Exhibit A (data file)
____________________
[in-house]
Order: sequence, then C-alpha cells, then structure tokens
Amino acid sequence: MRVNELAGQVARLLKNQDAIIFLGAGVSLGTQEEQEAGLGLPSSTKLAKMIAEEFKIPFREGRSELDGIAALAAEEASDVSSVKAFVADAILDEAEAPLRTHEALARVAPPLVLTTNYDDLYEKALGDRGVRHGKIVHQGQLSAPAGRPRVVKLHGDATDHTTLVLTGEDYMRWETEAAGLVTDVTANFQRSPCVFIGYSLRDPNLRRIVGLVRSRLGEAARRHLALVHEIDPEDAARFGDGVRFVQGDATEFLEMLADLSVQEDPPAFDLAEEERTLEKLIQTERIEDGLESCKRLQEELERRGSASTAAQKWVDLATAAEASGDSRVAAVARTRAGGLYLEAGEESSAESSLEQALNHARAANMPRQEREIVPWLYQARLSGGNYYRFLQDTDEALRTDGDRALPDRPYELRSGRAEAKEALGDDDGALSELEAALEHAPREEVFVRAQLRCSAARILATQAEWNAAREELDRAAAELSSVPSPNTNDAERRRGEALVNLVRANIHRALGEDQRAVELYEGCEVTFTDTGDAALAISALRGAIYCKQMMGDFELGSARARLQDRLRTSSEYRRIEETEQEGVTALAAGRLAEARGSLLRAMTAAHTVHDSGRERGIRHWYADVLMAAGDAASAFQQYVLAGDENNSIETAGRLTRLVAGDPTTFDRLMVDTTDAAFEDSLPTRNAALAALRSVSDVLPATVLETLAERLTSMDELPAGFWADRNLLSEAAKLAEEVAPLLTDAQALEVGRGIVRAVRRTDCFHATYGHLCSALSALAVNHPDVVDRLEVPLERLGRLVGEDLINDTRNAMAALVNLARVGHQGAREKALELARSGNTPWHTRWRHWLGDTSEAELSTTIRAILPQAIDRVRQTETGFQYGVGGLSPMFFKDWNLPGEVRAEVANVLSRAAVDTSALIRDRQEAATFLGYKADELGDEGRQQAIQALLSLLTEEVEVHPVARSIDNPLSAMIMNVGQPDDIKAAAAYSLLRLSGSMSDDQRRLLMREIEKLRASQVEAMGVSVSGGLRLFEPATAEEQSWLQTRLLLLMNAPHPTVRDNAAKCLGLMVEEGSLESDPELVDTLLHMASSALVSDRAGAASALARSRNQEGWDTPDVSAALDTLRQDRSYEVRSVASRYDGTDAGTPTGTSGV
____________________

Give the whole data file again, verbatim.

[in-house]
Order: sequence, then C-alpha cells, then structure tokens
Amino acid sequence: MRVNELAGQVARLLKNQDAIIFLGAGVSLGTQEEQEAGLGLPSSTKLAKMIAEEFKIPFREGRSELDGIAALAAEEASDVSSVKAFVADAILDEAEAPLRTHEALARVAPPLVLTTNYDDLYEKALGDRGVRHGKIVHQGQLSAPAGRPRVVKLHGDATDHTTLVLTGEDYMRWETEAAGLVTDVTANFQRSPCVFIGYSLRDPNLRRIVGLVRSRLGEAARRHLALVHEIDPEDAARFGDGVRFVQGDATEFLEMLADLSVQEDPPAFDLAEEERTLEKLIQTERIEDGLESCKRLQEELERRGSASTAAQKWVDLATAAEASGDSRVAAVARTRAGGLYLEAGEESSAESSLEQALNHARAANMPRQEREIVPWLYQARLSGGNYYRFLQDTDEALRTDGDRALPDRPYELRSGRAEAKEALGDDDGALSELEAALEHAPREEVFVRAQLRCSAARILATQAEWNAAREELDRAAAELSSVPSPNTNDAERRRGEALVNLVRANIHRALGEDQRAVELYEGCEVTFTDTGDAALAISALRGAIYCKQMMGDFELGSARARLQDRLRTSSEYRRIEETEQEGVTALAAGRLAEARGSLLRAMTAAHTVHDSGRERGIRHWYADVLMAAGDAASAFQQYVLAGDENNSIETAGRLTRLVAGDPTTFDRLMVDTTDAAFEDSLPTRNAALAALRSVSDVLPATVLETLAERLTSMDELPAGFWADRNLLSEAAKLAEEVAPLLTDAQALEVGRGIVRAVRRTDCFHATYGHLCSALSALAVNHPDVVDRLEVPLERLGRLVGEDLINDTRNAMAALVNLARVGHQGAREKALELARSGNTPWHTRWRHWLGDTSEAELSTTIRAILPQAIDRVRQTETGFQYGVGGLSPMFFKDWNLPGEVRAEVANVLSRAAVDTSALIRDRQEAATFLGYKADELGDEGRQQAIQALLSLLTEEVEVHPVARSIDNPLSAMIMNVGQPDDIKAAAAYSLLRLSGSMSDDQRRLLMREIEKLRASQVEAMGVSVSGGLRLFEPATAEEQSWLQTRLLLLMNAPHPTVRDNAAKCLGLMVEEGSLESDPELVDTLLHMASSALVSDRAGAASALARSRNQEGWDTPDVSAALDTLRQDRSYEVRSVASRYDGTDAGTPTGTSGV